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1946-1986 Jeep CJ

1970-1986 Jeep CJ

A turning point in Jeep CJ history came in 1970, when American Motors bought the Toledo-based firm and renamed it Jeep Corporation. Two years later, the new owner began substituting its own engines for Kaiser Jeep's proprietary units and lengthened the list of Jeep CJ options.

Thus, AMC's 100-horsepower, 232-cid inline six became standard. Optional were its two-barrel 258 six with 110 horsepower and the CJ's first factory V-8, AMC's 150-horsepower, 304-cid unit.

1971 jeep renegade ii
©2007 Publications International, Ltd.
The Jeep CJ Renegade II appeared in early 1971 after AMC took over production.

Though it had changed in countless ways by this time, the Jeep CJ remained the recognizable descendant of the wartime Army Jeep and was more nostalgically lovable than ever. Not that AMC didn't try to broaden its appeal.

New for 1976 was the CJ-7, with a 93.3-inch wheelbase for a more comfortable ride and offering the first automatic transmission available on a Jeep CJ (the Wagoneer had been America's first 4WD so equipped).

jeep cj-5 renegade
©2007 Publications International, Ltd.
The Renegade was one of several CJ-5 option packages available for 1982.

By now, a host of car-like luxury features threatened to outnumber the functional ones: power steering and brakes, fancy upholstery, cut-pile carpeting, even air conditioning.

Fuel economy concerns in the wake of "Energy Crisis II" brought the return of a standard four for 1980, only now it was the 151-cid, 117-horsepower unit AMC was then buying from Pontiac.

Also, a new Jeep CJ-8 export model appeared on a 103,3-inch wheelbase. The V-8 departed the following year along with the Jeep CJ-6.

By the end of 1985 a total 27,792 Jeep CJ-8s and 379,299 Jeep CJ-7s had been built. But the record rightfully belonged to the Jeep CJ-5: exactly 603,303 since introduction.

Then in late 1985, AMC announced that U.S. CJ production would be halted after 40 years to free up capacity for the much more popular new XJ-series Jeep Wagoneer and Cherokee compact wagons.

1984 jeep cj-7
©2007 Publications International, Ltd.
By 1984, the Jeep CJ-7 was the only Jeep left on the U.S. market.

This move was not entirely unexpected. On December 21, 1980, the CBS news program 60 Minutes aired a devastating report on the Jeep CJ-5. It alleged that because of its high, narrow design, the hallowed Jeep was much more prone to tip over in certain conditions than similar 4WDs with wider tracks and had already caused several injuries and deaths.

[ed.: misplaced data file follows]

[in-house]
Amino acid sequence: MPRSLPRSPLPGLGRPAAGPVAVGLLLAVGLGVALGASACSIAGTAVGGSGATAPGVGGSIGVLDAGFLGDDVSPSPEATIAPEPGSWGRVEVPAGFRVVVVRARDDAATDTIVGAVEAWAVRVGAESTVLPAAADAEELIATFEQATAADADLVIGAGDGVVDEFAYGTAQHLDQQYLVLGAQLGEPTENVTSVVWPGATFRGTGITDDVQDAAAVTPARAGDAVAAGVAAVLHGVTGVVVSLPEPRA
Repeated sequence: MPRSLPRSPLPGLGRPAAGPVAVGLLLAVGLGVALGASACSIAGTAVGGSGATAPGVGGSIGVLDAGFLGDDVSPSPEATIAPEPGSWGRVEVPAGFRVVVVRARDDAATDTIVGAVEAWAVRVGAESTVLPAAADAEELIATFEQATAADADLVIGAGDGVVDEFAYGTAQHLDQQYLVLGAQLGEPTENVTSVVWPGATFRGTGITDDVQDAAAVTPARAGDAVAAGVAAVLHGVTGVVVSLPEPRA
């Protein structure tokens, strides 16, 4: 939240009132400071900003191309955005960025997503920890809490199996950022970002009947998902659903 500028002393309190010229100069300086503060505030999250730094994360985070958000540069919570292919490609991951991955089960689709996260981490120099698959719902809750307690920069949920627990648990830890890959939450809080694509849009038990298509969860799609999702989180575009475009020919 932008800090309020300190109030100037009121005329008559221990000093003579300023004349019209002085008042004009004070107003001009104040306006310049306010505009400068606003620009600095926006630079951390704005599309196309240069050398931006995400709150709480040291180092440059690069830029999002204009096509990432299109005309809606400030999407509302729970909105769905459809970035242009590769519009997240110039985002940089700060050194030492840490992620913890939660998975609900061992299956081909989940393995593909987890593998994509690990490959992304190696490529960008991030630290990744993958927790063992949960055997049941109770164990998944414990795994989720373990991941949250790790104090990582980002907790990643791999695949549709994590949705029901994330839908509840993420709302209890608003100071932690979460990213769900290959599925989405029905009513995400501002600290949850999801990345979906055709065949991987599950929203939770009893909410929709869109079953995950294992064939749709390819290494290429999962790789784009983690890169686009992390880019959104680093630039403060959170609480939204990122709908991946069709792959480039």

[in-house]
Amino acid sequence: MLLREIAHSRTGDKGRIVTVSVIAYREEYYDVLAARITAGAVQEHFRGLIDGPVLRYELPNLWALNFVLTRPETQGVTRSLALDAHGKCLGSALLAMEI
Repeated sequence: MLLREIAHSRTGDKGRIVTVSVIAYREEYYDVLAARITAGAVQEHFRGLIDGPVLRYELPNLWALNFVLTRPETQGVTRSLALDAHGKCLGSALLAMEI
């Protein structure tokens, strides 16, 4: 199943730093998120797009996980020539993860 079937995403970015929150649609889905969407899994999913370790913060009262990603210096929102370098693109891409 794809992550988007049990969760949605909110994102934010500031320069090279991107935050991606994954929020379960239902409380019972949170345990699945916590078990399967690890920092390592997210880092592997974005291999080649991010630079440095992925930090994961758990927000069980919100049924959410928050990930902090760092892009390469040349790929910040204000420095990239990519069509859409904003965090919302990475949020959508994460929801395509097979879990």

Based partly on studies by the Insurance Institute for Highway Safety, the report included interviews with victims or their families, as well as a film purportedly made by AMC that actually demonstrated the Jeep's relative lack of stability.

The 60 Minutes story rightly pointed out that any vehicle with a high center of gravity is more likely to tip over on a steep incline than one with a lower center of gravity. Nevertheless, John Lawlor chided the report for a number of errors in an article for Four Wheeler magazine.

For example, the CJ-5s shown tipping over were "driven" by servos that generated lateral forces no human could duplicate.

Nevertheless, the damage was done. The report stirred additional lawsuits that alleged rollovers, unleashing a torrent of adverse publicity that drowned Jeep CJ demand. While trying to settle quietly, AMC did everything it could to bolster sales: rebates, low-rate financing, lower prices, the works.

Meantime, it put the rush on developing a replacement for the vehicle that even CBS reporter Morley Safer admitted would be "near sacrilege to criticize . . . given the Jeep's noble history." With all this, AMC had little choice but to cancel the Jeep CJ-5, and it disappeared within two years of the 60 Minutes broadcast. Now the Jeep CJ-7, the last of the civilian Jeeps, is gone, too.

For its long life-span, the Jeep CJ didn't change all that much. Continue reading to learn more about the Jeep CJ's evolution.

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